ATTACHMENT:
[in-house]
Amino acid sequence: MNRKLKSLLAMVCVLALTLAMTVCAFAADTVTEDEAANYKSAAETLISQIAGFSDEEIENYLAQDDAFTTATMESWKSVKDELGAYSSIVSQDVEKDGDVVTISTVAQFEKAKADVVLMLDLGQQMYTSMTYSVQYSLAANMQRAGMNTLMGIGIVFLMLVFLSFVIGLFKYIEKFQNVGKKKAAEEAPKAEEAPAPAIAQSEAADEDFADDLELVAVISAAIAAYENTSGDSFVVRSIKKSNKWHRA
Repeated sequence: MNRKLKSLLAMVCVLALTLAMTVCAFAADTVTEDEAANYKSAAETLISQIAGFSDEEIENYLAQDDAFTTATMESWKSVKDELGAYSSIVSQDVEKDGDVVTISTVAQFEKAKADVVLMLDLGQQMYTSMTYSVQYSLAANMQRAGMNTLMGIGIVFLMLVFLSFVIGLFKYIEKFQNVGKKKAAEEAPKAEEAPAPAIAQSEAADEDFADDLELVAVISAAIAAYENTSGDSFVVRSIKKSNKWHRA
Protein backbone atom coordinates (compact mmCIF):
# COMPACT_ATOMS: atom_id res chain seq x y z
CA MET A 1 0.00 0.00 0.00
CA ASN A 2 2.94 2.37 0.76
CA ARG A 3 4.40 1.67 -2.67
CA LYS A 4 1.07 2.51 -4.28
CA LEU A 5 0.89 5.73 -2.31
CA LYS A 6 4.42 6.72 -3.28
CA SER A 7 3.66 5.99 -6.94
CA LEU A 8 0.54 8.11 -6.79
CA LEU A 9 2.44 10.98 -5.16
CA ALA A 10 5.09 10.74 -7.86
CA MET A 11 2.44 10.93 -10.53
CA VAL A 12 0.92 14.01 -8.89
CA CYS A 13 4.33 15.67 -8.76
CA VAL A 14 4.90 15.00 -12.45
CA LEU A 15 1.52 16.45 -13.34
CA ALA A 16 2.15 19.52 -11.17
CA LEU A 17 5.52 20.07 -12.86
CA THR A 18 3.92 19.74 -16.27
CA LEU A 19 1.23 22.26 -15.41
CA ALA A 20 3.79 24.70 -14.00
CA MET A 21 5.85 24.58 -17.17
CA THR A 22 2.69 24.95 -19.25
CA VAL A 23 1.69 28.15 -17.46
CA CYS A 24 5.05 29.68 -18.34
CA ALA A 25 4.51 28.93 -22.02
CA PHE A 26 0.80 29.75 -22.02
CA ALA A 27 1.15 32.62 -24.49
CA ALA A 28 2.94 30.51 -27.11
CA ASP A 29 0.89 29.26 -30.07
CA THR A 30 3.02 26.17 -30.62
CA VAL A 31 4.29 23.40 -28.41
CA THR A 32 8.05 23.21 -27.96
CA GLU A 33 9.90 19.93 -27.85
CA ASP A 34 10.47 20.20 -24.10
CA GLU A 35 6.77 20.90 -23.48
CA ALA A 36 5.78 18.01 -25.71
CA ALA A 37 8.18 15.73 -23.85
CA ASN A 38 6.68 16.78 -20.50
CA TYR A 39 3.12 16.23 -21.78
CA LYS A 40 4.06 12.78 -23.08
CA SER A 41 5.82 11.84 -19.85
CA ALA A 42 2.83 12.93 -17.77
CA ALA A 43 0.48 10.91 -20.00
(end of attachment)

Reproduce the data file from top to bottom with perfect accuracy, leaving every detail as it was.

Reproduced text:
[in-house]
Amino acid sequence: MNRKLKSLLAMVCVLALTLAMTVCAFAADTVTEDEAANYKSAAETLISQIAGFSDEEIENYLAQDDAFTTATMESWKSVKDELGAYSSIVSQDVEKDGDVVTISTVAQFEKAKADVVLMLDLGQQMYTSMTYSVQYSLAANMQRAGMNTLMGIGIVFLMLVFLSFVIGLFKYIEKFQNVGKKKAAEEAPKAEEAPAPAIAQSEAADEDFADDLELVAVISAAIAAYENTSGDSFVVRSIKKSNKWHRA
Repeated sequence: MNRKLKSLLAMVCVLALTLAMTVCAFAADTVTEDEAANYKSAAETLISQIAGFSDEEIENYLAQDDAFTTATMESWKSVKDELGAYSSIVSQDVEKDGDVVTISTVAQFEKAKADVVLMLDLGQQMYTSMTYSVQYSLAANMQRAGMNTLMGIGIVFLMLVFLSFVIGLFKYIEKFQNVGKKKAAEEAPKAEEAPAPAIAQSEAADEDFADDLELVAVISAAIAAYENTSGDSFVVRSIKKSNKWHRA
Protein backbone atom coordinates (compact mmCIF):
# COMPACT_ATOMS: atom_id res chain seq x y z
CA MET A 1 0.00 0.00 0.00
CA ASN A 2 2.94 2.37 0.76
CA ARG A 3 4.40 1.67 -2.67
CA LYS A 4 1.07 2.51 -4.28
CA LEU A 5 0.89 5.73 -2.31
CA LYS A 6 4.42 6.72 -3.28
CA SER A 7 3.66 5.99 -6.94
CA LEU A 8 0.54 8.11 -6.79
CA LEU A 9 2.44 10.98 -5.16
CA ALA A 10 5.09 10.74 -7.86
CA MET A 11 2.44 10.93 -10.53
CA VAL A 12 0.92 14.01 -8.89
CA CYS A 13 4.33 15.67 -8.76
CA VAL A 14 4.90 15.00 -12.45
CA LEU A 15 1.52 16.45 -13.34
CA ALA A 16 2.15 19.52 -11.17
CA LEU A 17 5.52 20.07 -12.86
CA THR A 18 3.92 19.74 -16.27
CA LEU A 19 1.23 22.26 -15.41
CA ALA A 20 3.79 24.70 -14.00
CA MET A 21 5.85 24.58 -17.17
CA THR A 22 2.69 24.95 -19.25
CA VAL A 23 1.69 28.15 -17.46
CA CYS A 24 5.05 29.68 -18.34
CA ALA A 25 4.51 28.93 -22.02
CA PHE A 26 0.80 29.75 -22.02
CA ALA A 27 1.15 32.62 -24.49
CA ALA A 28 2.94 30.51 -27.11
CA ASP A 29 0.89 29.26 -30.07
CA THR A 30 3.02 26.17 -30.62
CA VAL A 31 4.29 23.40 -28.41
CA THR A 32 8.05 23.21 -27.96
CA GLU A 33 9.90 19.93 -27.85
CA ASP A 34 10.47 20.20 -24.10
CA GLU A 35 6.77 20.90 -23.48
CA ALA A 36 5.78 18.01 -25.71
CA ALA A 37 8.18 15.73 -23.85
CA ASN A 38 6.68 16.78 -20.50
CA TYR A 39 3.12 16.23 -21.78
CA LYS A 40 4.06 12.78 -23.08
CA SER A 41 5.82 11.84 -19.85
CA ALA A 42 2.83 12.93 -17.77
CA ALA A 43 0.48 10.91 -20.00